Manchester United defender Raphael Varane said on Monday that players’ views have been ignored on new guidelines that will see more time added on at the end of matches.
Competitions around the world have been instructed to more accurately calculate time lost to stoppages this season, including goal celebrations and VAR checks.
Football’s lawmakers IFAB said in March that the approach to calculating added time was “positively received” when it was first tested at the men’s World Cup in Qatar last year and would be rolled out worldwide.
Arsenal equalised in the 11th of 13 added minutes at the end of Sunday’s Community Shield against Manchester City and went on to win on penalties.
City manager Pep Guardiola criticised the move for putting extra strain on players as he mocked the “big brain guys who decide these things.”
Guardiola has been backed up from the other side of the Manchester divide as Varane said players were not being listened to.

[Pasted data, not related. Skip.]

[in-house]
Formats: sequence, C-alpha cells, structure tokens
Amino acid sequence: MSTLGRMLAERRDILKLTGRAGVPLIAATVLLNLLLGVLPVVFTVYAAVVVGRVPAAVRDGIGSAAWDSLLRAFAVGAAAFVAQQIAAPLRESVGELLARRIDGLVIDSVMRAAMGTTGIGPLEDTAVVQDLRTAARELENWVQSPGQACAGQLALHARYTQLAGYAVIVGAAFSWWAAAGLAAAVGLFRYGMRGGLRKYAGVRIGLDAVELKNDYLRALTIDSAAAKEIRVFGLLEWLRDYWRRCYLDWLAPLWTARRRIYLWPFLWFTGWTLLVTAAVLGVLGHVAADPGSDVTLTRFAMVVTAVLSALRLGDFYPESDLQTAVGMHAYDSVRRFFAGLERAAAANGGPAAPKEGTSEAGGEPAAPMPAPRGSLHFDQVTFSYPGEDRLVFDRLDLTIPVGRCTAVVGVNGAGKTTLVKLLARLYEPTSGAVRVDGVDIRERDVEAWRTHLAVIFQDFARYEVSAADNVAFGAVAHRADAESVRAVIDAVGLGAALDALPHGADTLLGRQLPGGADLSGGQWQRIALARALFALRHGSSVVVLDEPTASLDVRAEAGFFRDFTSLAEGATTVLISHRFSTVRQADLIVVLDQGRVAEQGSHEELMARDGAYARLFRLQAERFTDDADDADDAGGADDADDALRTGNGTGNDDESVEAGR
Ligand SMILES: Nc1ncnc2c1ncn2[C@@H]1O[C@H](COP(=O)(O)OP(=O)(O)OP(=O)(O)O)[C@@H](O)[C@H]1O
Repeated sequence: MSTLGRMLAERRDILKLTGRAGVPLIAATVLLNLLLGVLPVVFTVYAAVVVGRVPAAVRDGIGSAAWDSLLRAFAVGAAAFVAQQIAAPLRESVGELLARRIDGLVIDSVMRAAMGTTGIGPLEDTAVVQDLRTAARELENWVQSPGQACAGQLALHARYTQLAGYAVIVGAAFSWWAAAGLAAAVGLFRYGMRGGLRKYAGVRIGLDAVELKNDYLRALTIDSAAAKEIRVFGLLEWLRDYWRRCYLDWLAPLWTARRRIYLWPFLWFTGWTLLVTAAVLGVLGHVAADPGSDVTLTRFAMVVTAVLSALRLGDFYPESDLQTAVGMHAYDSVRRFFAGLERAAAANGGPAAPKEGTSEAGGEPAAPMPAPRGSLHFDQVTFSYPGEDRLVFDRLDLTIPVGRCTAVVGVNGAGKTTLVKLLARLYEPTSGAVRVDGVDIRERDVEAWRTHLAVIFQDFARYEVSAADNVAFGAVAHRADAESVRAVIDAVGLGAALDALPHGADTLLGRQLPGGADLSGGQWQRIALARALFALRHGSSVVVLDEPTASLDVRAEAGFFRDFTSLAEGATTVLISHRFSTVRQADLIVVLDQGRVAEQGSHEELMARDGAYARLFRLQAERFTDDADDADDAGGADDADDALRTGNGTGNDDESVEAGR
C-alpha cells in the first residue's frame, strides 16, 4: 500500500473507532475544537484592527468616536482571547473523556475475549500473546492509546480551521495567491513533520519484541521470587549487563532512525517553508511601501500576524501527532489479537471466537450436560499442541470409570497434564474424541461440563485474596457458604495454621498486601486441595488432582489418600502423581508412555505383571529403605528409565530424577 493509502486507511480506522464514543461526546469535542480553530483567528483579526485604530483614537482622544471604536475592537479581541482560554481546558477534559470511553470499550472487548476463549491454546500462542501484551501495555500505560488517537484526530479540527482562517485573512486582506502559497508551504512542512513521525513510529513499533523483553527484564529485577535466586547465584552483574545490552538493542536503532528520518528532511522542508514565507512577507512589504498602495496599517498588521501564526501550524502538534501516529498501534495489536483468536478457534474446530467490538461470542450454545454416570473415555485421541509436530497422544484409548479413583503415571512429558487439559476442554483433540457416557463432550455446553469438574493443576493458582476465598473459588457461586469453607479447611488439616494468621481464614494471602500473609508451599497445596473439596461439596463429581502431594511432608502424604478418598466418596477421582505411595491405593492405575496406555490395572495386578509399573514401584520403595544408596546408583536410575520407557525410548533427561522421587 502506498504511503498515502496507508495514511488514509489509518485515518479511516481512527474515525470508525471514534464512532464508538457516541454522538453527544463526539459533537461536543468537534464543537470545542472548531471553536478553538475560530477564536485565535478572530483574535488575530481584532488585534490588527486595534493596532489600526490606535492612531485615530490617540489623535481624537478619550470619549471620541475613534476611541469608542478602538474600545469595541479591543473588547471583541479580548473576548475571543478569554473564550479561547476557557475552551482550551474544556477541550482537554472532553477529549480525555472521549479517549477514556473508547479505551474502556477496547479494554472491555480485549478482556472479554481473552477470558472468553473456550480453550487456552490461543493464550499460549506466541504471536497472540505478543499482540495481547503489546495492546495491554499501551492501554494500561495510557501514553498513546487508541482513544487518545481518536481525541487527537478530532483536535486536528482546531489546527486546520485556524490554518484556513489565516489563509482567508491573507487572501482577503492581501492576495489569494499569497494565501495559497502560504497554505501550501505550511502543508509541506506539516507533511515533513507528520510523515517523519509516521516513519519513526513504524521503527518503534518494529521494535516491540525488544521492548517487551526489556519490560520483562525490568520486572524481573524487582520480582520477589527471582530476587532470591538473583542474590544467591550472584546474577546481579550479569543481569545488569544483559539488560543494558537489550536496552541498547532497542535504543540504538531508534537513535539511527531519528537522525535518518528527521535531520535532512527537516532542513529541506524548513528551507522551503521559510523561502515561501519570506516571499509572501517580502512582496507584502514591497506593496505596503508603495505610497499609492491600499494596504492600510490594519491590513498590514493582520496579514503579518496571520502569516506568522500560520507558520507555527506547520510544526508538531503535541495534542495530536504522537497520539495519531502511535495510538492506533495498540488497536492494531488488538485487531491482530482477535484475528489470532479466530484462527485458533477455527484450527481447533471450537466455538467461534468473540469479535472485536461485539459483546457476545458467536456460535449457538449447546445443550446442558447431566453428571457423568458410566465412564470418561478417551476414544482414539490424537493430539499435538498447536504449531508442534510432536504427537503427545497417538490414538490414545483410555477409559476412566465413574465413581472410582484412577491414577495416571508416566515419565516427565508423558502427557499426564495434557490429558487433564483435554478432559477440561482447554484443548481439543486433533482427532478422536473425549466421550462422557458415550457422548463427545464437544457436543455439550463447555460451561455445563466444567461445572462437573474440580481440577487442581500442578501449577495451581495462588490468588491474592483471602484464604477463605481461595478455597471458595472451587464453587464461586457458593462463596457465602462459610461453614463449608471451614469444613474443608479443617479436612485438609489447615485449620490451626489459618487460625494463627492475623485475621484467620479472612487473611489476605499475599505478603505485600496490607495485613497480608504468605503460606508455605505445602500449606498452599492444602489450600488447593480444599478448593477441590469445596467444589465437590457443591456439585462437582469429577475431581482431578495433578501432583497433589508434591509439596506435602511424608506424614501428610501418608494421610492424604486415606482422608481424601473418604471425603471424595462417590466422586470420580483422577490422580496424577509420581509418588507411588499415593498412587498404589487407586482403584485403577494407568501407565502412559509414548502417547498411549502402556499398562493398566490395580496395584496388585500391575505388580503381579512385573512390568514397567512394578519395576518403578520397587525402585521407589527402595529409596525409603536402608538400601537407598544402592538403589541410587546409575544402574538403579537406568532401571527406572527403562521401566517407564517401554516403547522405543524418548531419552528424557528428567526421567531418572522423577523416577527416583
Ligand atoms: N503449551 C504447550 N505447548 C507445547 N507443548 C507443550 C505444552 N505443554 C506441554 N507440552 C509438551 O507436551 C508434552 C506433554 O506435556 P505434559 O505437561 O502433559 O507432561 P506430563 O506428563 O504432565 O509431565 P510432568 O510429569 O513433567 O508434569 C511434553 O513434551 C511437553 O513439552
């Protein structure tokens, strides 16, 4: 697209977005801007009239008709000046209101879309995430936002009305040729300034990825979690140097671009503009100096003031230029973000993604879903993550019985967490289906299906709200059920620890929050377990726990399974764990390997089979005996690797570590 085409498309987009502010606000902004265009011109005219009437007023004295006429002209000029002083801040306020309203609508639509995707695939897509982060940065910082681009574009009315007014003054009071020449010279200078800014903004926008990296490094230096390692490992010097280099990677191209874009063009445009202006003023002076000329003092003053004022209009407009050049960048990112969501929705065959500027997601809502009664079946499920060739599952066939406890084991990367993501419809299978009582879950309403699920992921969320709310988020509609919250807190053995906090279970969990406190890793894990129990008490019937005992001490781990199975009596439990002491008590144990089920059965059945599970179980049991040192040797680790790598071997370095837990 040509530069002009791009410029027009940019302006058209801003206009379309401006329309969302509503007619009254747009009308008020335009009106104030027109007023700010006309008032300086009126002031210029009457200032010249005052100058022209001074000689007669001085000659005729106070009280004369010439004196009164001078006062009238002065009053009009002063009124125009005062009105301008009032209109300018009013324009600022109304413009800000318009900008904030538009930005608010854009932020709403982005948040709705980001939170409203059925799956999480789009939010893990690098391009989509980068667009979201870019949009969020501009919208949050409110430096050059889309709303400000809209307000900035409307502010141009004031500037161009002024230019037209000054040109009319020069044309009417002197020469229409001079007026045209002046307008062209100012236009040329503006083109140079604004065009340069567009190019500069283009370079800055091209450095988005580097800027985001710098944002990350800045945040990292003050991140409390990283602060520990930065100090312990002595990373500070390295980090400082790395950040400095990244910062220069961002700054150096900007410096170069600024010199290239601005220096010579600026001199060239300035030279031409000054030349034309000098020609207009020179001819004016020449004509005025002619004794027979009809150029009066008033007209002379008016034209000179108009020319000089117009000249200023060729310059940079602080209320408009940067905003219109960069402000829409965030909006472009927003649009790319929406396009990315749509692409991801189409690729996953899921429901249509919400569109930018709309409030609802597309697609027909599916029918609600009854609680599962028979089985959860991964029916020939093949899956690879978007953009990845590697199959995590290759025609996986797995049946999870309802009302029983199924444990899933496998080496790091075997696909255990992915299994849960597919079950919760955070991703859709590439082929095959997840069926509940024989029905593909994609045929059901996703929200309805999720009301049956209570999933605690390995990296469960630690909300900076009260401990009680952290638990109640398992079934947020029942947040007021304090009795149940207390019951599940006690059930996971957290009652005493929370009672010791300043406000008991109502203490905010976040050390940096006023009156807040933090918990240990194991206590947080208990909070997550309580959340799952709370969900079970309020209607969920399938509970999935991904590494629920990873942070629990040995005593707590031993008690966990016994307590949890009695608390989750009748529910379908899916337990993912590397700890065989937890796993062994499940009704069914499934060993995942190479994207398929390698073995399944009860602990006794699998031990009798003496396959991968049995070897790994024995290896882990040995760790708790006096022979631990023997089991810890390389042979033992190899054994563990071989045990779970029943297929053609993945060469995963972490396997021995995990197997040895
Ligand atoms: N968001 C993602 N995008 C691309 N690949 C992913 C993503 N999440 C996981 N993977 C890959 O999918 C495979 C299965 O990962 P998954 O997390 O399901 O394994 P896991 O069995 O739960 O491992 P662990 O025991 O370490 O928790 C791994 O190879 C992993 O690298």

“From the managers and players, we have shared our concerns for many years now that there are too many games, the schedule is overcrowded, and it’s at a dangerous level for players’ physical and mental well-being,” the Frenchman posted on social media.
“Despite our previous feedbacks, they have now recommended for next season: longer games, more intensity, and less emotions to be shown by players.
“We just want to be in good condition on the pitch to give 100 percent to our club and fans. Why are our opinions not being heard?”
Varane retired from international football at the age of 29 earlier this year, likening the slog of the top-level game to being in the cycle of a washing machine.
The new guidelines on added time have been introduced to tackle time-wasting and increase effective playing time.
However, the impact of the extra added time on players over a sustained period has already been highlighted by global union FIFPRO, which reported earlier this year that the changes would amount to the equivalent of up to three extra games per season for players with the highest existing workloads.
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